Blog: What I learned starting a new job under lockdown

Blog: What I learned starting a new job under lockdown
December 31, 2020

Starting a new role can be daunting, but what about starting a new role under lockdown? Our community and events fundraiser, Tu Edwards, did just that. Here she shares her experience and some of the things she’s learned along the way.

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I joined Edinburgh and Lothians Health Foundation in May 2020, a month or so after lockdown started.

I had this great plan about catching up with everyone over the first couple of weeks, getting loads of reading and research done, completing all my induction modules, etc. etc. – fairly standard stuff. I’d also set out different events and activities I could organise to meet and engage volunteers and supporters and had great plans of how I was going to do that. But none of that took a global health crisis and a resulting lockdown into consideration!

Joining an NHS charity during lockdown meant that I was immediately thrust into our COVID-19 Appeal, supporting our fundraisers, keeping on top of incoming donations, and ensuring our stewardship processes were still working as they should with such an increase in activity.

To be honest, that was all fine, a quicker baptism of fire than I was expecting but fundraising is my background and I know how to do that, and do that well, but it’s all those other things that go alongside starting a new role that add an extra layer of complexity when you then unexpectedly start that new job from home! Simple things like, how do I collect my laptop, how do I log on to the system, where are all the files saved, what are the protocols for using Teams…. all become a much more difficult task when you can’t just shout over a desk!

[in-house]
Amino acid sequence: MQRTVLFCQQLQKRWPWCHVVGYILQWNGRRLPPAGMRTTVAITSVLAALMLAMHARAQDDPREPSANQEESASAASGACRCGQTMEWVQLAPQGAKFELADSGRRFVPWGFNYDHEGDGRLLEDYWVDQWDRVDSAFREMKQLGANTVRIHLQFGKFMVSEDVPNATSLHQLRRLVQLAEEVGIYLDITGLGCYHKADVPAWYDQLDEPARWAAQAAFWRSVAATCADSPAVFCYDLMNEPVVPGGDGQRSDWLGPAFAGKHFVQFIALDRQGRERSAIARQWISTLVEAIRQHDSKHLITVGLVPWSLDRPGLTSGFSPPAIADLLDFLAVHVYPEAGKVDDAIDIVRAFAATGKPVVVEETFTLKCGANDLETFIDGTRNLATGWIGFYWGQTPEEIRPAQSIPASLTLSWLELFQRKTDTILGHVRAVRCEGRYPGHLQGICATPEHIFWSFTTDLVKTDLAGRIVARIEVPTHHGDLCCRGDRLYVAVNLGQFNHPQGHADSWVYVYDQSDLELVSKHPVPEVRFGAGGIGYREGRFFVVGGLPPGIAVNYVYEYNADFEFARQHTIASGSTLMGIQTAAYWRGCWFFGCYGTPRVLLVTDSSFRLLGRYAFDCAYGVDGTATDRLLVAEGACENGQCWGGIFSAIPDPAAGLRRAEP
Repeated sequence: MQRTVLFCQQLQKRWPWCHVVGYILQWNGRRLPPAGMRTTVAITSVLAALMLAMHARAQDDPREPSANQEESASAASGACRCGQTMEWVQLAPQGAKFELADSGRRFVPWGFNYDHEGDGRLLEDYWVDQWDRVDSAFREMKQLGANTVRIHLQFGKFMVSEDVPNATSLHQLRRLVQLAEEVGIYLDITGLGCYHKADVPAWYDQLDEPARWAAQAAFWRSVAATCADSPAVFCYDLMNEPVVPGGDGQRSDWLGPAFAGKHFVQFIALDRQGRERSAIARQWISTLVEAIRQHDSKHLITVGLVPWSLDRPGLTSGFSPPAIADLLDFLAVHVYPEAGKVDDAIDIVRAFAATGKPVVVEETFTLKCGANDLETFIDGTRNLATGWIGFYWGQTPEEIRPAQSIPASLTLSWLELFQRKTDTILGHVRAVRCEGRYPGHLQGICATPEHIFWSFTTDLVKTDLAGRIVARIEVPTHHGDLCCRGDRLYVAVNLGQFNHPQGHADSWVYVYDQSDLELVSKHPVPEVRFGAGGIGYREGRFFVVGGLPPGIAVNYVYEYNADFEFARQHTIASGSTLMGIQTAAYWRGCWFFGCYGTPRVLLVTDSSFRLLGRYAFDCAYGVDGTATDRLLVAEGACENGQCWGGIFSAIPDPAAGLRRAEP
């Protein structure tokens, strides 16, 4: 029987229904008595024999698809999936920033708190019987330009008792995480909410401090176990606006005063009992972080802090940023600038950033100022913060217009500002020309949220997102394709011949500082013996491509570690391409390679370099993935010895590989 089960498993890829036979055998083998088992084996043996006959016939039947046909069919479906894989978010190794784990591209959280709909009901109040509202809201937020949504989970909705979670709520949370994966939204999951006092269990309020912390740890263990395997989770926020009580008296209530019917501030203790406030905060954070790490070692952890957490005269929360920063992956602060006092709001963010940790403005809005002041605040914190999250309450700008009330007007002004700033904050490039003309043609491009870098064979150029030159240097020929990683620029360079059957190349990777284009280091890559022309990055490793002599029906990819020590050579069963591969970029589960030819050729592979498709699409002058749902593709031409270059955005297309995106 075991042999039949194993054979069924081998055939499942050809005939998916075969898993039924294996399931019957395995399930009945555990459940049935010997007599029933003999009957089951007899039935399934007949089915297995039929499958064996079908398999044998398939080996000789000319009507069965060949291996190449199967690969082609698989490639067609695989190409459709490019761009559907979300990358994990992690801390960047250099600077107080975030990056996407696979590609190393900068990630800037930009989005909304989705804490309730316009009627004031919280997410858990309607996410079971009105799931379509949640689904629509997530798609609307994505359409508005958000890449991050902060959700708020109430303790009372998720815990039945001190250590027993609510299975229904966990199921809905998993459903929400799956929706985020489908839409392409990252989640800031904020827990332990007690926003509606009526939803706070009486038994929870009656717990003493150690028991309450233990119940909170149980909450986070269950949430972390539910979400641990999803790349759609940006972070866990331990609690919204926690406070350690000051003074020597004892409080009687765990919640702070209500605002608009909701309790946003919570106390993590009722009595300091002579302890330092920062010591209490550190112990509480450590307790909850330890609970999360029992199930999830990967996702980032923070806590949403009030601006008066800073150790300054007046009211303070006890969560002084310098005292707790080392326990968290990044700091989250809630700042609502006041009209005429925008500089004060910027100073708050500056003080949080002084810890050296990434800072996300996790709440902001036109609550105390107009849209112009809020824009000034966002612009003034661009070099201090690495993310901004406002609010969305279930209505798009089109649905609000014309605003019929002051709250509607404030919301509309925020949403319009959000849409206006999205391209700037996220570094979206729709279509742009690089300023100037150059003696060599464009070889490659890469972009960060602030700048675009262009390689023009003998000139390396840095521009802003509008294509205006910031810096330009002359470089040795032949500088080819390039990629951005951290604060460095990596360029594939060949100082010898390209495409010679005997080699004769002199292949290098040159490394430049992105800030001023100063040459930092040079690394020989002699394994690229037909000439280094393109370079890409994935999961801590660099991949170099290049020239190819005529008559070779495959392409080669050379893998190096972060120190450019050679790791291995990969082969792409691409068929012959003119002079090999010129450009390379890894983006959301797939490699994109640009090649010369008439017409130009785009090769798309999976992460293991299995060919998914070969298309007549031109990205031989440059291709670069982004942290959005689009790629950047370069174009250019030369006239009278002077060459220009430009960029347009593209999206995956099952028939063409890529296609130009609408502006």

To say it’s been a whirlwind doesn’t even begin to describe it – lots of highs, some lows, peaks of adrenaline, then moments of low motivation and focus, but overall, a positive experience that has taught me some things about myself that I’d maybe never considered before. So here are my top three takeaways:

I don’t need to print nearly as much stuff as I thought I did!

Old habits die hard but not having direct access to a printer has taught me how to adapt to a paperless environment. It’s not been easy and it has been particularly challenging retraining my brain to proof read on screen but it’s becoming more natural now that I’ve done it for a while.

I am actually really resilient

If I had the choice, this is definitely not the way I would start a new job! However, I tried not to let the fact that I was starting under lockdown faze me and I made a conscious effort to do what I could to thrive in this new, challenging environment, treating each day as a new learning experience. I also had to quickly let go of the frustration I felt at not achieving the things I wanted to when I first started, and replace this with a sense of pride in the other things that I’d managed to achieve instead. These were different times and they required me to adopt a different approach. It really made a difference to me to focus more on the possibilities and the solutions rather than the problems.

Just because I’m working on my own, doesn’t mean I’m alone

I think out of everything, I am most grateful for the people I work with. I was warmly welcomed by everyone from day one and, whilst it’s definitely not the same as working in the same office, there is an amazing support network in place. I am actually quite used to working autonomously, just getting my head down and getting on with things, but I love company and lockdown gave me a real feeling of being separate and isolated from everyone and everything. However, I knew that, if I needed it, a friendly face and a voice of reason was just a video call away! There were also daily check ins to keep that social nature of office working going, as well as a weekly meeting to keep up to date with what was going on in the wider organisation; those small updates that you share when making your tea in the kitchen, but lose when you’re working from home for such a prolonged period of time. Without a doubt, there was a real focus on wellbeing, and that was hugely appreciated.

I know a lot of people work in remote teams and start new jobs from a home office, but that wasn’t what I was expecting to do so it was not an experience I was necessarily prepared for. It has been an interesting experience to say the least, not always easy, but I’ve been so fortunate to have been made feel so welcome and to have felt that I have managed to contribute something positive from day one.

I keep thinking, if this had been a question at the interview, I’m not sure how I would have answered it, but one thing’s for sure, I don’t think I would have come up with the points above.